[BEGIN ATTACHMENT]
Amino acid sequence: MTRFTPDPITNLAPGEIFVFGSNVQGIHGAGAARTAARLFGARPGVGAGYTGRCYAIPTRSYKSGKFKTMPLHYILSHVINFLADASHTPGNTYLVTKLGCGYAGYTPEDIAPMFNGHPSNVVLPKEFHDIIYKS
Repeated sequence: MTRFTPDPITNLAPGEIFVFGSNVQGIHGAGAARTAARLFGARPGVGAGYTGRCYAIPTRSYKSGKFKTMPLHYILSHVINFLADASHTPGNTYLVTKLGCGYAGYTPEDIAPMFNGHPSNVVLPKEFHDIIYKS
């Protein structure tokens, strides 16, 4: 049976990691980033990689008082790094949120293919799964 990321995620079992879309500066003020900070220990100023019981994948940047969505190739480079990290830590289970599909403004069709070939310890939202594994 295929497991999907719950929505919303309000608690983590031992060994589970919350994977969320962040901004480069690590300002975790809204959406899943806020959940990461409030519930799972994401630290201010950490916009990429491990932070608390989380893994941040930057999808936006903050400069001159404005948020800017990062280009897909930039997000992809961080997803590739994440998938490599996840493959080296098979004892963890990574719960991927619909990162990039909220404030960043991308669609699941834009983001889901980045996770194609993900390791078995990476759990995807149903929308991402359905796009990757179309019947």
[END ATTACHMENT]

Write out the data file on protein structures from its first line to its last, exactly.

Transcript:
Amino acid sequence: MTRFTPDPITNLAPGEIFVFGSNVQGIHGAGAARTAARLFGARPGVGAGYTGRCYAIPTRSYKSGKFKTMPLHYILSHVINFLADASHTPGNTYLVTKLGCGYAGYTPEDIAPMFNGHPSNVVLPKEFHDIIYKS
Repeated sequence: MTRFTPDPITNLAPGEIFVFGSNVQGIHGAGAARTAARLFGARPGVGAGYTGRCYAIPTRSYKSGKFKTMPLHYILSHVINFLADASHTPGNTYLVTKLGCGYAGYTPEDIAPMFNGHPSNVVLPKEFHDIIYKS
């Protein structure tokens, strides 16, 4: 049976990691980033990689008082790094949120293919799964 990321995620079992879309500066003020900070220990100023019981994948940047969505190739480079990290830590289970599909403004069709070939310890939202594994 295929497991999907719950929505919303309000608690983590031992060994589970919350994977969320962040901004480069690590300002975790809204959406899943806020959940990461409030519930799972994401630290201010950490916009990429491990932070608390989380893994941040930057999808936006903050400069001159404005948020800017990062280009897909930039997000992809961080997803590739994440998938490599996840493959080296098979004892963890990574719960991927619909990162990039909220404030960043991308669609699941834009983001889901980045996770194609993900390791078995990476759990995807149903929308991402359905796009990757179309019947």